Who wants to be a trainer? (Is L&D the HR Sweet Spot)


I was chatting to some friends over the weekend and some interesting comments came up that seemed to circulate around another conversation I had been involved in about the transience of trainers and how it seemed hard to keep them.  So I thought I would look at the questions that came up, offer my perspective and then see if we can’t see why in the long run transience might be an issue.

The first question was ‘How did you get into L&D’ – My answer was simple, I want to make a real difference in people’s lives, I want to help them to grow, become more skillful , build their capacity and capabilities.   I was good at presenting and training people how to do and understand things and what some times seems a very long time ago I fell into sales training when a friend needed some help with his sales staff.  So in reality I didn’t initially choose to be in L&D, I was in the right place at the right time and I was good at over, but it fitted, it fitted with my idea of wanting to make a difference.

The next question caught me a bit off guard, it was ‘So where do you go from where you are?’  This one was a bit harder I guess for a number of reasons.  First and foremost, I like my current role and I work for a very large organisation, in a very senior role, where I am given an enormous amount of autonomy and responsiblity, in fact probably more than most HR director’s in a lot of organisations. (I am incredibly lucky and very thankful for the opportunity by the way).  But it points to a conversation I had with an L&D friend around this time last year where he said that  he had to move from the organisation he was in because his only career progression within it was to take on a senior generalist HR position and he hated the idea of doing that.  Another friend and colleague of mine who moved from a senior L&D role to a senior HR Director role, clearly articulated that L&D was his preference, but if he want to advance his career he had to make the move back into HR.  So is that what we are destined for if we truly want to advance our careers past where we are?

The rise, particularly in the US of the Chief Learning Officer, I think provides some light at the end of the tunnel around this as well, but probably only bigger organisations will ever really embrace the idea.  It is a role that I think is incredibly important and one that is long over due in terms of giving Learning its own place at the Big Table.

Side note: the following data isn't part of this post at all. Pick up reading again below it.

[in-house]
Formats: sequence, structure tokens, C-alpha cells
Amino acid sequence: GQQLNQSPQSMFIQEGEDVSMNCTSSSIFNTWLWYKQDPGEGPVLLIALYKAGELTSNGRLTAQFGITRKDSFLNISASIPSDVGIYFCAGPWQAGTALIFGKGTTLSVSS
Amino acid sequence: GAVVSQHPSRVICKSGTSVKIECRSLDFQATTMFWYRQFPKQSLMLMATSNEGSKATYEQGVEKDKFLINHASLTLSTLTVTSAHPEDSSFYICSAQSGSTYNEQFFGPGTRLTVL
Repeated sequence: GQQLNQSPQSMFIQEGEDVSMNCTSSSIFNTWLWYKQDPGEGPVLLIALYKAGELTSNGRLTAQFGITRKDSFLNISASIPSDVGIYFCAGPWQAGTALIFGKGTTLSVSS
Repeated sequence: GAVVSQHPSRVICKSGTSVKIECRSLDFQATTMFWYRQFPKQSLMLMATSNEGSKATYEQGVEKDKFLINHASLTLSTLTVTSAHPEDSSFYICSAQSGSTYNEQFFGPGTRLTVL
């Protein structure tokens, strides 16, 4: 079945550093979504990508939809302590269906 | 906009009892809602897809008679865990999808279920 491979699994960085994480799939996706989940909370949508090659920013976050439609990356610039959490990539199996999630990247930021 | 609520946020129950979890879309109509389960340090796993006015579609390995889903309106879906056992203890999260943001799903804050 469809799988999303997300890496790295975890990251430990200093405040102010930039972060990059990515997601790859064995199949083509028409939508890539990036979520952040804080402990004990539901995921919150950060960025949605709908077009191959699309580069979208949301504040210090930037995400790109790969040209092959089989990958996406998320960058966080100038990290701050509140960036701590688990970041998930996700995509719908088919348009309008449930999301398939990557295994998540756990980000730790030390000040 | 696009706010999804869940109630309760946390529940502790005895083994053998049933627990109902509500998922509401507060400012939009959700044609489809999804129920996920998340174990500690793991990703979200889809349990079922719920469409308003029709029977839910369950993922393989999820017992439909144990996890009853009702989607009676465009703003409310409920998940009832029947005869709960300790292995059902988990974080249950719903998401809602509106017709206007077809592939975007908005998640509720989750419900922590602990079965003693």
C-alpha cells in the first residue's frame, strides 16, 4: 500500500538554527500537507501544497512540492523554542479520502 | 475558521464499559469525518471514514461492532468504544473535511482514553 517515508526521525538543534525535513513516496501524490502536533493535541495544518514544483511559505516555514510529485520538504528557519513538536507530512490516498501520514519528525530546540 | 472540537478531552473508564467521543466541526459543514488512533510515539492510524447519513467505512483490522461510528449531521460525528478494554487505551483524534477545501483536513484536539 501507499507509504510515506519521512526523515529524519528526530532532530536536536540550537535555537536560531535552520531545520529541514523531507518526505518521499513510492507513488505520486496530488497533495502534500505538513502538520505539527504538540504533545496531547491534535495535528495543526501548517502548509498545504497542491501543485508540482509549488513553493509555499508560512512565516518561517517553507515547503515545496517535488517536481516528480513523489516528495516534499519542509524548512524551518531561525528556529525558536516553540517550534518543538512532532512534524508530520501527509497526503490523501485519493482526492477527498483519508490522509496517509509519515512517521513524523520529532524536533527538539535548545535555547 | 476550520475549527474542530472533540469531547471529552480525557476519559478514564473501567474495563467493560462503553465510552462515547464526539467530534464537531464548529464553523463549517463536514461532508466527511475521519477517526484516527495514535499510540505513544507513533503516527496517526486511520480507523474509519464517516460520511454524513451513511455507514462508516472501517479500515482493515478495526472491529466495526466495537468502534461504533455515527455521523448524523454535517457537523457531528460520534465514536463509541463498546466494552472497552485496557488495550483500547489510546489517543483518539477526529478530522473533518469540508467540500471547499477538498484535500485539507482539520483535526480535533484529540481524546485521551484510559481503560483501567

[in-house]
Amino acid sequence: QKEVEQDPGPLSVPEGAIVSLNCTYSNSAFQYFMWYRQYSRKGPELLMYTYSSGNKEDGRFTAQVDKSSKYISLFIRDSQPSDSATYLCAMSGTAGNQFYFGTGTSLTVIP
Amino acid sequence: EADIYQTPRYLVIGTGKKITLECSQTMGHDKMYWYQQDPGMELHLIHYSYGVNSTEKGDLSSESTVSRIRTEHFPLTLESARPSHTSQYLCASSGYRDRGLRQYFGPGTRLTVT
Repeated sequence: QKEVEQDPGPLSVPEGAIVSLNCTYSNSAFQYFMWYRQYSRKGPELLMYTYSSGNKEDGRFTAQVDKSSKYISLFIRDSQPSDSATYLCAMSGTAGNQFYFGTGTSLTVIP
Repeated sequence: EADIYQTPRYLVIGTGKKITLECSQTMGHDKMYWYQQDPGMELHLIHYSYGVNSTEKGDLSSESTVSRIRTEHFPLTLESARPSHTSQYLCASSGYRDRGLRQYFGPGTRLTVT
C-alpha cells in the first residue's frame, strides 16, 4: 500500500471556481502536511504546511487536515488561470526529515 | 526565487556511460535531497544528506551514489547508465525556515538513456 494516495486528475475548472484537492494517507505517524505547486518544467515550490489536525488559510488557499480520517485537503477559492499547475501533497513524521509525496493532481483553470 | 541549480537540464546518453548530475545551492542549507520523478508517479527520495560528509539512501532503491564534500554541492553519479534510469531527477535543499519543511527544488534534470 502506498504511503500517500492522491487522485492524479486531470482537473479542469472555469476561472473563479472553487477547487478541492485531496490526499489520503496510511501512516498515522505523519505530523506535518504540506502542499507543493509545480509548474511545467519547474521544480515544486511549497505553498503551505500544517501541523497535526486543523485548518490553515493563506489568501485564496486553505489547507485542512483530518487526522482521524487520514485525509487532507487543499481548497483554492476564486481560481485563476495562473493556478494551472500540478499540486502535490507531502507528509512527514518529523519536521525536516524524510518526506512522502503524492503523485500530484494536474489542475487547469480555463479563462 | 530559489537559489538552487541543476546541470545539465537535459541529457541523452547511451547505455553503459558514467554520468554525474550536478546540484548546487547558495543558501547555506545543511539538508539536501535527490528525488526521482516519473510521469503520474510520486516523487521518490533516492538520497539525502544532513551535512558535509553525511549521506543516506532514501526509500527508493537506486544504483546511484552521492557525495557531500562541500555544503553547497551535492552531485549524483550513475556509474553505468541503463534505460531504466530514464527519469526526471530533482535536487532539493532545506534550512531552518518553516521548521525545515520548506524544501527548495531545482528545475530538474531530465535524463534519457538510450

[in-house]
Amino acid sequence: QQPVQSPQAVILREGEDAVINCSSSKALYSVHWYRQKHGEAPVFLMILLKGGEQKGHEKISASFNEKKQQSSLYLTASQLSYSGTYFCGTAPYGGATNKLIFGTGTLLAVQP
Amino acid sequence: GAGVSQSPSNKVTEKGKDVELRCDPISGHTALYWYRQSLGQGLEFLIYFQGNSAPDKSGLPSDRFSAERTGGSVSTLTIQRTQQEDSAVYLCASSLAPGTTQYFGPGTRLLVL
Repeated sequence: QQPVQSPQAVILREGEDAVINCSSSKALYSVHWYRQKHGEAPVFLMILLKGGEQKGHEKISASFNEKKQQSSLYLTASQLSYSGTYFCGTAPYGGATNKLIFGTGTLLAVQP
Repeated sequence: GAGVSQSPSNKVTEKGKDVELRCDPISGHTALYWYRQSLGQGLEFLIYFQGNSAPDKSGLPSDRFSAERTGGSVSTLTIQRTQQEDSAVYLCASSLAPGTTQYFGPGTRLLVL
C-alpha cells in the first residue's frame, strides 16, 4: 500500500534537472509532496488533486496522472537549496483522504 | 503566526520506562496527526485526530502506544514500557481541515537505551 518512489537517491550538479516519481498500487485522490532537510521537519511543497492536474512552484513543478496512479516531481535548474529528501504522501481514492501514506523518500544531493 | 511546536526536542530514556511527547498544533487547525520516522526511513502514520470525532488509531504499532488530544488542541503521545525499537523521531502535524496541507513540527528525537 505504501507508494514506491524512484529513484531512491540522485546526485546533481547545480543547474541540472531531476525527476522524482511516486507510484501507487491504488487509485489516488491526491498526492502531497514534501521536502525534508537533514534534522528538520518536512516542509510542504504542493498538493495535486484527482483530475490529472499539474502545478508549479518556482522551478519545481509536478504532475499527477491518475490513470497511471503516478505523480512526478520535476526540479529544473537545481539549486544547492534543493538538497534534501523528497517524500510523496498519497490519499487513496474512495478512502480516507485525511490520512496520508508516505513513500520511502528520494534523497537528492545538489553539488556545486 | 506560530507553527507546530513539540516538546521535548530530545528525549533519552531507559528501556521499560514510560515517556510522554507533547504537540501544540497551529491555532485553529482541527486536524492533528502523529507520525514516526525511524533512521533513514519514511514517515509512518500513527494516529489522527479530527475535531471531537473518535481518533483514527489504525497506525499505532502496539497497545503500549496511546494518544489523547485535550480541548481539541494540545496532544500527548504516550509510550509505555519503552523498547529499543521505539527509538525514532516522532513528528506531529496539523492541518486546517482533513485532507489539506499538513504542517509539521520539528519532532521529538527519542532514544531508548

So is L&D the HR sweet spot, but is it a HR sweet spot that we almost by necessity have to leave in order to advance our careers.


About pauldrasmussen
Paul Rasmussen is one of Australia’s most widely read Vocational Education and Training Commentators. He provides deep, unbiased analysis and insights not only on topical issues, but also on the underlying structure and policy which supports the industry. His writing and analysis has been praised for its uncompromising and thought provoking style and its ability to focus on the issues of real importance to the sector. He has advised various government departments and ministers, training providers, public and private organisations, not for profits and small to medium enterprises on the VET sector and the issues and opportunities facing it. He is one of Australia’s most awarded learning professionals and a regular speaker at a range of conventions and forums. His extensive experience in vocational education, and learning and development coupled with formal qualifications in philosophy, ethics, business and education management allow Paul to provide a unique view of the road ahead and how to navigate it.

4 Responses to Who wants to be a trainer? (Is L&D the HR Sweet Spot)

  1. Christina Bayma says:

    Very interesting question you have posed. I am actually a technical trainer who also provides functional support for software. I too have the question of where do I go from here? I’m not in a senior role and I’m not in HR, so as a specialized trainer, who is not in the OD arena, in a large organization where do I steer my career?

    • pauldrasmussen says:


      It is a very interesting question and a dilemma for a lot of people in the training arena, particularly in the technical area. I think there are two real probelms with the technical training area which can make it really difficult to see where your career might be heading. One is that there almost always seems to be new things that you need to learn to keep ahead of the technology curve, the other is the pigeon holing effect, where people are seen as simply technical trainers. Frank Anderson makes some interesting points in this little video “Want to be a CLO“. the thing that I think is most important if you are looking to stay in L&D and move up in the organisation or in another organisation is being able to collaborate, particularly around strategy and big picture items, delivery etc. It is that strategic skill coupled with an ability to engage stakeholders and get outcomes that is really important. How do you get that when you are not in a particularly senior, or specialist role, it can be challenging, but throw you hat in the ring for thing, look for opportunities and if you get in over your head dont be afraid to ask for assistance.

  2. Anita says:


    I am into a customer service role but want to become a L&D trainer, The company with which I work has limited opportunities and hence there is a very slim chance to grow,
    I am been looking for new roles within L&D but not getting the response.

    do you know from where to start if I want to move to the above mentioned postion ?

  3. Pingback: I dont want to be a trainer all my life! | Organisational Learning and Development

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